"What If?" Safe anchoring in heavy current

Discussion in 'Boat Safety' started by dudlbugr, Sep 15, 2005.

  1. dudlbugr

    dudlbugr New Member

    Messages:
    176
    State:
    Cleveland, AL
    Haven't seen anything on this subject, so here goes:

    Anchoring in heavy current is a dangerous undertaking, and takes all persons in the boat out of a "normal" pleasant day of fishing, and places them, instead, into a potentially life-threatening situation. I know of 2 members who have managed to have their anchor rope snag on their outboards, and place their lives at risk. Both shall remain nameless.
    The first was anchoring below a spillway, and threw the anchor before the boat had stopped forward momentum. The vessel continued forward, with the prop still turning, over the anchor rope, which wrapped around the prop until the engine choked down and quit. For those of you who can't imagine what happened next, the vessel swapped ends, thus exposing the stern to the full brunt of the current. My understanding is that, in this case, water quickly began filling the vessel. Luckily, the "captain" of the vessel had a knife handy, and was able (somehow) to reach and cut the rope.
    The second incident occured while retrieving the anchor. The "captain" cranked the motor, put it in gear in an idle to "help" the retrieval of the anchor, and went forward to pull the rope. Guess what.... The prop wrapped up the rope, the engine quit, and, when the anchor snagged again, the vessel swapped ends. Fortunately, he had a knife close at hand, and managed to cut the rope.

    This is probably a good point to ensure that a knife is always handy. Each "captain" should ensure that everyone in the vessel has a knife, and maybe stash some around the vessel within easy reach of tie-off spots.
    What if a tree is washing down river, under the surface and out of sight? If it hits your rope, you will likely have little or no time to react...

    Obviously, exposing the stern of your vessel to the brunt of the current is an extremely dangerous situation, but what are some of the other dangers?
    A vessel swapping ends, especially in strong current, can potentially happen in the blink of an eye... remember the old rule, 1 hand for yourself, and 1 for the boat (this means hang on). If you're standing on the bow, relieving yourself, you're probably going swimming. What if the anchor "slips" a little bit while standing? What if it slips 10 ft? What if you "wash" off anchor, and began heading downriver? Do you have room to recover the anchor and reel in your gear, or are you going over the falls?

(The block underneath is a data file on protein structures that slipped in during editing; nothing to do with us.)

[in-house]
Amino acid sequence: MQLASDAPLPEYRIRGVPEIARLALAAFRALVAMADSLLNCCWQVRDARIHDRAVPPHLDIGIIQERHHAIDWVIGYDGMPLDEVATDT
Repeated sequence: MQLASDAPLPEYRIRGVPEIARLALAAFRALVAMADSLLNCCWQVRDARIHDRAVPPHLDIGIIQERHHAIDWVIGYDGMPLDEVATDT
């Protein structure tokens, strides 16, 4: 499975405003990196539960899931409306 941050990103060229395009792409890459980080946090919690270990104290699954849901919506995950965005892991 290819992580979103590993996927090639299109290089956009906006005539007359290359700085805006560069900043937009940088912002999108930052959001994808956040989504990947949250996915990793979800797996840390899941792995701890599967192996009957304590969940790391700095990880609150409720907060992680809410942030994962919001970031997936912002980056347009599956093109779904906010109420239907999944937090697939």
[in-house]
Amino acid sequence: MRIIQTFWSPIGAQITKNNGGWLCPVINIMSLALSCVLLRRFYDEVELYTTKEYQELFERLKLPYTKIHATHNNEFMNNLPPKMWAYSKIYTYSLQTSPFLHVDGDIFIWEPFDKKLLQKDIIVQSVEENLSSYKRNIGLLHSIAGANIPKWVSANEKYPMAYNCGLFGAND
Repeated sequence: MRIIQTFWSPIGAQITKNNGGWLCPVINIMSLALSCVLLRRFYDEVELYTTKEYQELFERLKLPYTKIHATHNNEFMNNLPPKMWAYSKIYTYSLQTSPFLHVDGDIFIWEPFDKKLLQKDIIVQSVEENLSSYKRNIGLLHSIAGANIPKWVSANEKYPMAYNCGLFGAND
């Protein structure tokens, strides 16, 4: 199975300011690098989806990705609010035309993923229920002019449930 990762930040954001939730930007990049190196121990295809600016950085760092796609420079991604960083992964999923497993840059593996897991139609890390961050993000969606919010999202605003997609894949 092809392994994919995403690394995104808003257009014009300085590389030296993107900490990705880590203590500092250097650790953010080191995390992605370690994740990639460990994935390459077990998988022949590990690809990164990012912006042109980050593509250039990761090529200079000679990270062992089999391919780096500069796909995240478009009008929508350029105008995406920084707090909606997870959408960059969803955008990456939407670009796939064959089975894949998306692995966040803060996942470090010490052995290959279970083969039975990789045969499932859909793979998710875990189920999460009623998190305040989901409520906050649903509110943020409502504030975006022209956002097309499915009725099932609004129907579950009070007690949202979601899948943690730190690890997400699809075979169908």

Be careful to tie your anchor rope off to the bow or gunnels only. If the rope is tied to something in the center of the vessel, you could potentially flip the vessel. When this happens, just being able to swim or reach a floating object will not be your only concern. When a small vessel flips, everything not tied down is going to fly about, and generally be in the way of your safe escape, not to mention potentially striking you and knocking you out.

    This is by no means a complete list... at all! What are y'all's thoughts?
     
  2. three_rivers

    three_rivers New Member

    Messages:
    688
    State:
    Tupelo Ar
    Great post dudlbugr! I know i've put myself in the lions cage a couple times and had the anchor slip until it caught. When i do this i have someone in the drivers seat and me standing with the anchor. Trash has caught my rope spinning us. I'm just a rookie out there so its pretty much learn as i go. When a stories posted for ex.(guy that hit a buoy not long ago) its not far from my mind out on the water. So its good to be reminded of misfortune so i try not to make the same mistakes. One of the main things out on the water is to KEEP THEM LIFE JACKETS ON!!! It don't matter what the rivers doing or how long you've been out there its not worth what your gonna give up with out it. My dog even totes one...

    Do what you feel comfortable with out there. You have to know yourself and your limitations without stepping out of the bounds on safety. Will i anchor in front of another dike. More than likely yes. I'll do this with a jacket and someone sitting in the drivers seat until i move around some to make sure the anchors caught. Theres always alot of risk out on the river just be very aware of those surroundings. If i'm anchored in front of a dike you can bet i'm watchin the bank and the distance from me to that dike. If it starts to change i'm paying attention very close and have my wife in the drivers seat.